The Practice of “Still Lake” in Parenting Your Teen

How would you complete the sentence, “Parenthood is……”?

It is pretty amazing, isn’t it? Becoming a parent immediately changes you. From that moment forward, you put your child’s needs ahead of your own. Parenting is one of the few things that can make you strive to be the best person you can be. Sometimes, it is smooth sailing. Other times, it is the perfect storm. You may find yourself challenged by the very things that make you who you are as a person.  Your personality, past experiences, expectations, and hopes can get in the way of you having the kind of interaction you want to have with your teen. Sometimes we say or do things we don’t mean. Other times, we are simply stuck. When we feel lost, we turn to friends, other parents, books, health professions, or anyone else we trust to provide us with honest and helpful advice.  We do all of this in an effort to raise happy and healthy children.

In a conversation over dinner the other night, I was reminded how fortunate I am to have people with whom I can share this journey. Our conversation made me think of a symbol from my Tae Kwon Do practice. This symbol is called “Still Lake“, which means “strong on the inside, calm and gentle on the outside”.   It represents a person’s ability to live with grace and confidence. It is a reminder that one does not have to be “tough” to be “strong” and it is symbolic of being aware of oneself and the impact that you have on those around you. It is about having poise in your interactions with others.  This symbol represents being comfortable enough in who you are to be truly present with someone else.  Still Lake can exist in all relationships, with one of the biggest being your relationship with your teen. You can practice still lake in your parenting by focusing on: (1) having an empty mind, (2) removing the meaning, and (3) cleaning things up.

Having an Empty Mind: When you have an empty mind, you remove any filter that you have about how a particular interaction is going to go. Often times, we come to conversations with an expectation of what someone is going to say or do. This pre-existing filter can impact how you respond to your teen. For example, think about a typical interaction with a teen who struggles to do homework. If you are used to your teen resisting homework, you may come to your next interaction expecting him/her to fidget or lack focus. This expectation will guide both how you talk to and respond to your teen.  You react to what you expect, not what is really going on at the time. We can only be fully present with our teen when we remove the filters of what we expect will happen based on past experience.

Removing the Meaning:  The moment something happens, we assign meaning.  It is human nature and happens almost instantaneously. For example, someone says, “I can’t believe you said that,” and you make it mean, “She must think I am stupid for saying that.”  You might tell your daughter, “Those shorts are too short,” and she makes it mean, “My mom thinks I’m being sleazy.”  Your son may get bumped in the shoulder by a friend during passing period at school, and he makes it mean that person is mad at him.  The truth is, we can drive ourselves crazy trying to guess what someone or something means, and usually we are wrong. Like having an empty mind, being aware of this is important because it can dictate how you are around a person in the future. For example, a teen would probably be different to a parent’s comment about short shorts if she believed her mom respected her. Similarly, a teen would likely be different to a teen that accidentally bumped him then one he thinks is mad at him. Whenever you see your teen assigning meaning to something, help him/her to: (1) recognize the assumed meaning up front, (2) generate other possible options, and (3) focus on what is actually true about the situation, instead of perpetuating what they “think” is true.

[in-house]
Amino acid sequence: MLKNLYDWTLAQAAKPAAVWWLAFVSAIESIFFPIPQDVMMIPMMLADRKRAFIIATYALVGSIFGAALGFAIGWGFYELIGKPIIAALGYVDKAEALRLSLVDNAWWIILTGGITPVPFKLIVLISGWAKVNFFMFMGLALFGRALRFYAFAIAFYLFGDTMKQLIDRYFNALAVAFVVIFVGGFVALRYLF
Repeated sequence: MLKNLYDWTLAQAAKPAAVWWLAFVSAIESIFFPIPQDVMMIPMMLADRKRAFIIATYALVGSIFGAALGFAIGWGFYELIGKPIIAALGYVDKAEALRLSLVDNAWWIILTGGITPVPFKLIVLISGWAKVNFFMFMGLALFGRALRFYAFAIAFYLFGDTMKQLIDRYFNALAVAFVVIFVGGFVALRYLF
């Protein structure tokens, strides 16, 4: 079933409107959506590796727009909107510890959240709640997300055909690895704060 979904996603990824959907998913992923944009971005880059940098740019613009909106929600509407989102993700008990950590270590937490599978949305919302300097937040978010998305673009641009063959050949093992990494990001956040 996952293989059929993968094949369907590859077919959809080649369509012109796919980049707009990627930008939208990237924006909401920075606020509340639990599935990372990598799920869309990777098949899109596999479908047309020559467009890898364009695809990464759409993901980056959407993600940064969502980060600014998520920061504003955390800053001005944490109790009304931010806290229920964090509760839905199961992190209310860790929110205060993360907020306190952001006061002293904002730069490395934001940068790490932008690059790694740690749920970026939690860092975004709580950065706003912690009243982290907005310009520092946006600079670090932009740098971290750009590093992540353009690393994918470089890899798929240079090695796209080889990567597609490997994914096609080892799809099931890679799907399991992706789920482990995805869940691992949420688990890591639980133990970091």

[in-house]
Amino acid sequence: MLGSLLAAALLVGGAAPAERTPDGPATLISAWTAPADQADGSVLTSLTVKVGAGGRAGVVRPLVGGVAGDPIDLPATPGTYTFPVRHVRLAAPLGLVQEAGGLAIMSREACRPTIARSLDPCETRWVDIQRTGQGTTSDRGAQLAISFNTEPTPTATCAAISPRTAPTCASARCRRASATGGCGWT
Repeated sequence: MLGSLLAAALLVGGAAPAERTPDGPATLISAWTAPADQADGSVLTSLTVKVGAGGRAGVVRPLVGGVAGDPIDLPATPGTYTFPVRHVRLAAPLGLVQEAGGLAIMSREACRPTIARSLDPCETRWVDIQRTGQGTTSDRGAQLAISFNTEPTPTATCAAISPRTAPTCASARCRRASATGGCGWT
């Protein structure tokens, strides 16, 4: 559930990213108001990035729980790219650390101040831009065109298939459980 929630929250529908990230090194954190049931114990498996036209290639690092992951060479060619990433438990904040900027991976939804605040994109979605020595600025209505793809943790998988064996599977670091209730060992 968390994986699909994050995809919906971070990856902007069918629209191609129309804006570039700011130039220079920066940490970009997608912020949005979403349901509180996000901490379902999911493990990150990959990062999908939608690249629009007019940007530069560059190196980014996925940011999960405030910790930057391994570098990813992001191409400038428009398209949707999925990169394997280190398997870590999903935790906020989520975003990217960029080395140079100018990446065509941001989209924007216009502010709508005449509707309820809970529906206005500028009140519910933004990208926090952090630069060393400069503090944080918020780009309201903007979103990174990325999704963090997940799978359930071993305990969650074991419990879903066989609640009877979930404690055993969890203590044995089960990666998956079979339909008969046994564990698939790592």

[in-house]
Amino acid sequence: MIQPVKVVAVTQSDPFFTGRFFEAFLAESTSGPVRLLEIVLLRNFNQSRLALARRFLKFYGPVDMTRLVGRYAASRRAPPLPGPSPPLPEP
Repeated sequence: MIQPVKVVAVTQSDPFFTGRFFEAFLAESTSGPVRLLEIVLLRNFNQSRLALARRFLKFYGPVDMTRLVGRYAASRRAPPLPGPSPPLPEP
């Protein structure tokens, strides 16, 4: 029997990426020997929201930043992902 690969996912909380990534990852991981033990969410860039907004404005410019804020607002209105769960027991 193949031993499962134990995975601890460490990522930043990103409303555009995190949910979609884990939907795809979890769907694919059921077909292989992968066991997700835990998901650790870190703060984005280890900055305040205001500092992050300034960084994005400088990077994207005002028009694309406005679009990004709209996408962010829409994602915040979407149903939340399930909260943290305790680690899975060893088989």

Cleaning It Up: You know there is something to clean up when you feel like something was left unsaid, misunderstood, or taken the wrong way. Whatever is left undone between two people exists in the space between them. Let’s say that you hollered at your daughter about her short shorts while her friend was over. Outside of being embarrassed, she may be left feeling like you don’t think she has any self-respect. That feeling will go into the bucket of “what mom or dad thinks of me”. It may even become something that she takes on as part of how she defines herself. Cleaning it up involves a few steps:

  • Affirm your relationships.

“You are so important to me and I really want you to have what you deserve in life. One of those things is to be respected by others.”

  • Recognize your part of the conversation.

“I don’t think anything bad of you. In fact, I think your shorts are cute. Right or wrong, I worry that people will not respect you as much if you wear them.” 

  • Acknowledge the impact you had on her.

“I am sorry that I embarrassed you in front of your friend.  I realize I may have even made you feel bad about yourself for wanting to wear them. I don’t think your shorts say anything about you as a person.”